In Newtown, Nancy Lanza a subject of sympathy for some, anger for others

 

Newtown, Connecticut

Twenty-six. Not 27.

When many people in Newtown count the victims in last week's massacre, they tally 20 children in Sandy Hook Elementary School, plus six adult faculty and staff members. Few count shooter Adam Lanza's first victim: his mother, Nancy. Police said that before he attacked the schoolhouse, Adam Lanza pumped four bullets into his mother's head as she lay in bed.

As this heartbroken town tries to process Friday's horror, there is considerable anger toward Lanza's mother. Her name is noticeably absent from many of the impromptu shrines, memorials and condolence notes placed around town.

At the foot of the street leading to Sandy Hook Elementary, 26 Christmas trees stand to honor the dead at the school, each bearing the name of a victim, but no Nancy Lanza.

Outside the Newtown Convenience and Deli in the town center, 26 small plastic Christmas trees with twinkling blue and purple lights stand next to a sign that says, "In loving memory of the Sandy Hook victims."

The University of Connecticut honored the shooting victims Monday with a ceremony before a men's basketball game, with 26 students standing at center court holding lighted candles.

"I am feeling that there is more anger toward the mother than there is toward the son," said Lisa Sheridan, a Newtown parent.

"Why would a woman who had a son like this, who clearly had serious issues, keep assault rifles in the house and teach him how to shoot them?" she said. "To deal with that, there's a feeling here that we're just going to focus on the 26 innocent people who died at the school."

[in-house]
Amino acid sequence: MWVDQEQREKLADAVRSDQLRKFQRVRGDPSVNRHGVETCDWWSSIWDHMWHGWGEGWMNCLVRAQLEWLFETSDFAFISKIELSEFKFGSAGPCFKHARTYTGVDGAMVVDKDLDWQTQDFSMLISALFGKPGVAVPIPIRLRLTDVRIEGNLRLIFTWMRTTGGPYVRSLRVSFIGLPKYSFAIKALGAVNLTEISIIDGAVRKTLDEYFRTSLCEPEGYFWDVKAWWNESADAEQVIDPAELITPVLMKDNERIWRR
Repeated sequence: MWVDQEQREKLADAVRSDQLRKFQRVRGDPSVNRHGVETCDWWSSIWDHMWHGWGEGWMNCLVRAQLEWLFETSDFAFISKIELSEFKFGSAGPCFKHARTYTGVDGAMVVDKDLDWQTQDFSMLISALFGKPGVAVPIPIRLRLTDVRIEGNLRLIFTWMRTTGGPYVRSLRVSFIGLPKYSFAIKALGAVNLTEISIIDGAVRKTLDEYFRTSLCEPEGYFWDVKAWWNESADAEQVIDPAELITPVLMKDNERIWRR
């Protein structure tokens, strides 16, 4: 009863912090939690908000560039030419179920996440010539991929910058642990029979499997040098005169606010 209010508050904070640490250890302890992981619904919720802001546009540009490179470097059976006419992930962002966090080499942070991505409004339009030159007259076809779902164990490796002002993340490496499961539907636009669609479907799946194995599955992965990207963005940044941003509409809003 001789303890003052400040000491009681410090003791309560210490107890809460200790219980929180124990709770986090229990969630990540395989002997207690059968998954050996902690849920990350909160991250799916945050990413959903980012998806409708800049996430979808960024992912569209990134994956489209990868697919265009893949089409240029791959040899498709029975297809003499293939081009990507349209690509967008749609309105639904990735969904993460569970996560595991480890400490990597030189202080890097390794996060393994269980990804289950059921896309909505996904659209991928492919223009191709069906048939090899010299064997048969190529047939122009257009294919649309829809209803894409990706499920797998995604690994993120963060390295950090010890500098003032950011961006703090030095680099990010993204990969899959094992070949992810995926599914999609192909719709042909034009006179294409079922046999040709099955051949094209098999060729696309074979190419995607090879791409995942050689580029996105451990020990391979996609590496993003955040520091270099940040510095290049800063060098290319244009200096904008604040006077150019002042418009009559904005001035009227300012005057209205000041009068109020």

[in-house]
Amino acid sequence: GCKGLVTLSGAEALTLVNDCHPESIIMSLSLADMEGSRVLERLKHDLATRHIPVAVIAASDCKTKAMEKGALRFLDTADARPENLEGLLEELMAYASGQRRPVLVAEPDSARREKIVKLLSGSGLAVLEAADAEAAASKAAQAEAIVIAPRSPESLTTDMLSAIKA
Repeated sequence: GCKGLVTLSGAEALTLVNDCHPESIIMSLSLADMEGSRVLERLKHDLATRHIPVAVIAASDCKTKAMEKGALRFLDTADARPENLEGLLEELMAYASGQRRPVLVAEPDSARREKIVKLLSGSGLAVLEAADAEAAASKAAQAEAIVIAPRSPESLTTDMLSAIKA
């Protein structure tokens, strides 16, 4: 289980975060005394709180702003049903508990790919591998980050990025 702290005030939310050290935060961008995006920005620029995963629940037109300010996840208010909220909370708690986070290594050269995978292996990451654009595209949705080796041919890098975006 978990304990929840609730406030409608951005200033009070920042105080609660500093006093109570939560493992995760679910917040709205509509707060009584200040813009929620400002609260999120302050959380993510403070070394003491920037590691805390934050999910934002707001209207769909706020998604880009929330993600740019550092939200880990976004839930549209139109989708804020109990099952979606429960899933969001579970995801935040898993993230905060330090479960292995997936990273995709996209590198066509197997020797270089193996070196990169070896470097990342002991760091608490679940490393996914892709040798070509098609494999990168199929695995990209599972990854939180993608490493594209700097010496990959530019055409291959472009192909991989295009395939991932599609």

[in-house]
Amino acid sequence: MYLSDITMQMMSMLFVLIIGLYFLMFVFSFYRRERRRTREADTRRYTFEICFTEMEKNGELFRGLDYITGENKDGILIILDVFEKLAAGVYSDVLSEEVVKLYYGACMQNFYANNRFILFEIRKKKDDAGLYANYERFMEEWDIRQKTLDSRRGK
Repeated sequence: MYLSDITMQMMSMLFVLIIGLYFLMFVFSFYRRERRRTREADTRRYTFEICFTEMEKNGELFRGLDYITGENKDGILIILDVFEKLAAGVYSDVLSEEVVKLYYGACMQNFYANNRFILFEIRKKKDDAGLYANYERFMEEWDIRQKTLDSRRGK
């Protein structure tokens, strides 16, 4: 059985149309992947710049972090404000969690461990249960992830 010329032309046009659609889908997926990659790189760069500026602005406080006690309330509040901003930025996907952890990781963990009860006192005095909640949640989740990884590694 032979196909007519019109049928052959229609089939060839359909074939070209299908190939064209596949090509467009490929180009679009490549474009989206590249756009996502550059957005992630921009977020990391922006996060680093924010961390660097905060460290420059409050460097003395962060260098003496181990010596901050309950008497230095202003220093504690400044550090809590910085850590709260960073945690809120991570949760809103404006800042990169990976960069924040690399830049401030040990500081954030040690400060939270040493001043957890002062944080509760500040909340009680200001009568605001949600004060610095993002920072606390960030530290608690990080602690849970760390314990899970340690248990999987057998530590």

Emotions in Newtown are painfully raw. A half-dozen more funerals and remembrances were held Wednesday, creating almost nonstop funeral processions during the day. Black hearses and limousines drove through the streets, led by police escorts. Nearly 50 police motorcycles, from departments all over the state, were parked outside St. Rose of Lima Roman Catholic Church, waiting to escort the next funeral.

Firefighters and police in formal dress uniforms lined the church driveway as a funeral procession arrived. A man in jeans and a flannel shirt watched from a nearby Starbucks parking lot, wearing a green-and-white ribbon in honor of the Sandy Hook colors.

Men in black suits filed out of the funeral, many of them wearing white shirts and green ties. Women wept as they walked out of funeral services for yet another child.

Nancy Lanza apparently broke no laws and suffered a violent, tragic death. People who knew her — those who played in her regular dice game and those who saw her at her regular restaurant — said she was devoted to her son and kind and generous to others. They see her as a victim like any of the others.

But for some, how to refer to her — and what to think of her — is a subject of much conversation. While there are some who call her the first victim, many feel she bears at least some of the blame.

"Maybe somewhere there is a deep thought that the shooter's mother could be responsible for leaving the guns available," said Himansu Patel, the Newtown Convenience and Deli owner, who decided to leave Nancy Lanza out of his memorial to the victims.

"How could he reach those guns?" Patel said. "If she had kept them in a safer place, this thing might not have happened."

Police have not said where they believe Nancy Lanza stored her guns or how her son gained access to them.

When President Obama came to Newtown this week and spoke at an interfaith memorial service, he went out of his way to mention the names of all 26 students, faculty members and staff members who died at the school. He never mentioned Nancy Lanza.